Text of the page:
City of Vancouver Zero Emissions Building Plan
The plan calls for the return to electricity-powered baseboard and hot water heating and development of biomass (woodwaste) fueled district energy systems. This plan combined with the Renewable Energy Plan and the Green Buildings Policy for Rezonings will effectively eliminate natural gas in new buildings by 2030 and in existing buildings by 2050.
How this affects you
Reduced Choice – The City would require that most new buildings be built without natural gas. While they have suggested that biogas will replace natural gas, there is simply not enough supply. Even if we could provide renewable natural gas for the entire city, by the time we have enough available, you won’t find any homes with a gas range in the kitchen, a gas fireplace in the living room or a BBQ on the deck because the City will have had them removed.
If renewable natural gas is the only natural gas allowed in Vancouver, where will it come from?
Today, we have about 108,000 customers in the City of Vancouver who use conventional natural gas. If the City of Vancouver’s Renewable City Strategy requires all of those customers to switch to renewable natural gas, we would need to produce about 26 million GJ of renewable natural gas.
Increased Cost - Natural gas is one-third the cost of electricity. The City of Vancouver’s plan to prevent regular natural gas and require you to adopt electrical heating will increase your heating and hot water costs by an estimated 11% - that is about $1,500 a year for a family of four.
The city-designated neighbourhood energy systems (biofuel) proposal will further result in reduced choice for residents and businesses. The BC Utilities Commission (the independent regulator) has ruled that such franchises are not in the best interests of British Columbians.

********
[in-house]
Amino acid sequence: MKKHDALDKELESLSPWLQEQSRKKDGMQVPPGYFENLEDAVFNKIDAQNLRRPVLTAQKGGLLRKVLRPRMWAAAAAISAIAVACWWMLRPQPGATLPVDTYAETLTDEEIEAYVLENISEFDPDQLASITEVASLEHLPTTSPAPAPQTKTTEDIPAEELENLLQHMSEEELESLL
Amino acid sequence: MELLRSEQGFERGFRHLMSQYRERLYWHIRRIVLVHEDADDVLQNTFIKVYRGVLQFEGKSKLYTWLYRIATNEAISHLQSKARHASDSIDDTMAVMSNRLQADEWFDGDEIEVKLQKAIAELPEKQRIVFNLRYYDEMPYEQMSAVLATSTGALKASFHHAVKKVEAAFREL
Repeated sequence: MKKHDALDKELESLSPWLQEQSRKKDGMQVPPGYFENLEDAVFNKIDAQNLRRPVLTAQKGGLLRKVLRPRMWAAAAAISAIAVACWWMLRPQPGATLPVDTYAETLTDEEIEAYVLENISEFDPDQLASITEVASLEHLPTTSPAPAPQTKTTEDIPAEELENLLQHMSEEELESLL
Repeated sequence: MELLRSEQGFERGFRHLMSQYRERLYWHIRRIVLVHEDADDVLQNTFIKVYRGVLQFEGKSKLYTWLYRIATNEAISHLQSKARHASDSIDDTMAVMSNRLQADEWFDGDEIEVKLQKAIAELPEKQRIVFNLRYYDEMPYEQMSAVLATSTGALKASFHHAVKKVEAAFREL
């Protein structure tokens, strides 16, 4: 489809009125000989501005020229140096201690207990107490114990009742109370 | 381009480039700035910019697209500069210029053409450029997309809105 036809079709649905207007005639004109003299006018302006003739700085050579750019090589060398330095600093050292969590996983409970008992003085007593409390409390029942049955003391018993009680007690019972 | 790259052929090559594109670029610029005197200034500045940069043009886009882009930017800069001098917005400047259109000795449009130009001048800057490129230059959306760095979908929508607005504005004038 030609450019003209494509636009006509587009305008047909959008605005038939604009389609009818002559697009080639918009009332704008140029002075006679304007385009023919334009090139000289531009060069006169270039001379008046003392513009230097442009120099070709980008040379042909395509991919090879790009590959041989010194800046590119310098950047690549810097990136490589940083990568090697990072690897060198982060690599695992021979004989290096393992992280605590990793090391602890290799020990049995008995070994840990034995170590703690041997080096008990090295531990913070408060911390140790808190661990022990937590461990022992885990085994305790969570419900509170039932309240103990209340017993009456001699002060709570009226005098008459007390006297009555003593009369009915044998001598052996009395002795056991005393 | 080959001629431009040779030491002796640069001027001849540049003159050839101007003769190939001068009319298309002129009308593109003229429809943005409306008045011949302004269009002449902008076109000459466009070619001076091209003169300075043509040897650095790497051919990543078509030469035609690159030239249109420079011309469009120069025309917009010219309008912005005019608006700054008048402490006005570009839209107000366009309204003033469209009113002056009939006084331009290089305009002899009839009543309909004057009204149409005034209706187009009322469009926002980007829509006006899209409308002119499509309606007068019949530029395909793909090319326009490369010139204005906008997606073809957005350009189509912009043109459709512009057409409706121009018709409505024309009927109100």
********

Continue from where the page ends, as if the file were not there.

In addition, heating common areas of buildings will also increase. These costs will be passed on to the residents through increased strata fees or business lease rates.
We support energy choice and reducing greenhouse gas emissions - not restricting fuel choice and increased costs
FortisBC believes in helping our customers use energy more efficiently. That's why we've provided $80-million in incentives, through our energy conservation programs, to our residential and business customers across BC over the last three years. Within the City of Vancouver, our customers took advantage of $4.7 million of these incentives in 2014 and 2015. The result? Cutting greenhouse gas emissions by more than 9,200 tonnes each year – the equivalent of removing about 1,920 cars from the road.
According to the City of Vancouver’s plan, by 2050 the City would force all 108,000 natural gas customers in Vancouver to transition to other energy sources. This could have a substantial impact on you by eliminating choice and costing you money to put in new heat and cooking solutions.
The combination of the plans proposed and already passed by the City of Vancouver results in reducing choice and increasing costs for Vancouverites by effectively banning natural gas.
Standing up for you